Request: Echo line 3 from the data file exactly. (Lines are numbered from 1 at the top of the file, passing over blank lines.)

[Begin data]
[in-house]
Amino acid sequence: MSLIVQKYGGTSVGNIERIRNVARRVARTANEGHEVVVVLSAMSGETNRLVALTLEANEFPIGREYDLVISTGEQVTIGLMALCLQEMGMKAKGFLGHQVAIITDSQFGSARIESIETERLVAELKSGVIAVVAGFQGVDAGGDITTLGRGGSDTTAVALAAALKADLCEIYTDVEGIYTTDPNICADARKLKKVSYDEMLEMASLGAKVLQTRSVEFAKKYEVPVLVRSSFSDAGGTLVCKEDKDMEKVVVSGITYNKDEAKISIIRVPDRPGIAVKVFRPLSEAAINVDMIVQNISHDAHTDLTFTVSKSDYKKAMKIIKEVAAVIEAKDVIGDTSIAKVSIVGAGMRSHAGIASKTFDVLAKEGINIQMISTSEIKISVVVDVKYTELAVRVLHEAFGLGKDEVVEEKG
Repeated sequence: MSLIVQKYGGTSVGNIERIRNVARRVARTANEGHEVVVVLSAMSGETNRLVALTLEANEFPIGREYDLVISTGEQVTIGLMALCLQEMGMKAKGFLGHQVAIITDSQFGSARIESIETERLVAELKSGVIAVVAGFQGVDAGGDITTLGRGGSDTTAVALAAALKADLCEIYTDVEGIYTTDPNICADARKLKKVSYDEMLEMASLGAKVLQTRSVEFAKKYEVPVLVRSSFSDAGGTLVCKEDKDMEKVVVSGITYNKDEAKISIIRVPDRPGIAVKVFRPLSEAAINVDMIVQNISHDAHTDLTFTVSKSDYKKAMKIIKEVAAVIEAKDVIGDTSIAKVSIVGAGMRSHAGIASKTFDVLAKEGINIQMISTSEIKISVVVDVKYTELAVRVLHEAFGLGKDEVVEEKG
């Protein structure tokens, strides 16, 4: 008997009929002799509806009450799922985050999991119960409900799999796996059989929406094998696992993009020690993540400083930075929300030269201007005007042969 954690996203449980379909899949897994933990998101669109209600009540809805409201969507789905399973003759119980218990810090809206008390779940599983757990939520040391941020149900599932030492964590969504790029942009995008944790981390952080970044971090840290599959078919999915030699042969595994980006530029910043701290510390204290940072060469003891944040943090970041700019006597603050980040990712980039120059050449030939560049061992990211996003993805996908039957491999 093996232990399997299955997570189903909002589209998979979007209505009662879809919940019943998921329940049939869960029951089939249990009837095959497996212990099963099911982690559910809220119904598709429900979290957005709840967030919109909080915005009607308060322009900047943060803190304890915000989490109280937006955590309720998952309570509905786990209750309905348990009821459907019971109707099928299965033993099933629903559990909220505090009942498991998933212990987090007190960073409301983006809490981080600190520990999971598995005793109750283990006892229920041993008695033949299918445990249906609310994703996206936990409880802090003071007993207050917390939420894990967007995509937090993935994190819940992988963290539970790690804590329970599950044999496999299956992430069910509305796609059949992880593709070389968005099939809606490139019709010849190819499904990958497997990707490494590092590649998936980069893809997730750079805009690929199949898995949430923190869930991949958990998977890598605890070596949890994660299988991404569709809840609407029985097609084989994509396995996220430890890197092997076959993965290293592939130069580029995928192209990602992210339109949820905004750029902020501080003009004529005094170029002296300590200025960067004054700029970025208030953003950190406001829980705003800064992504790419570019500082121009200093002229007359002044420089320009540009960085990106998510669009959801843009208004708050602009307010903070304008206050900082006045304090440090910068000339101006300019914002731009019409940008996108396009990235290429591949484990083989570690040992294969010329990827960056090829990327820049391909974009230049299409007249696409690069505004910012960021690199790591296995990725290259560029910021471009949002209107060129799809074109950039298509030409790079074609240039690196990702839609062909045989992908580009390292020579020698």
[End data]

Repeated sequence: MSLIVQKYGGTSVGNIERIRNVARRVARTANEGHEVVVVLSAMSGETNRLVALTLEANEFPIGREYDLVISTGEQVTIGLMALCLQEMGMKAKGFLGHQVAIITDSQFGSARIESIETERLVAELKSGVIAVVAGFQGVDAGGDITTLGRGGSDTTAVALAAALKADLCEIYTDVEGIYTTDPNICADARKLKKVSYDEMLEMASLGAKVLQTRSVEFAKKYEVPVLVRSSFSDAGGTLVCKEDKDMEKVVVSGITYNKDEAKISIIRVPDRPGIAVKVFRPLSEAAINVDMIVQNISHDAHTDLTFTVSKSDYKKAMKIIKEVAAVIEAKDVIGDTSIAKVSIVGAGMRSHAGIASKTFDVLAKEGINIQMISTSEIKISVVVDVKYTELAVRVLHEAFGLGKDEVVEEKG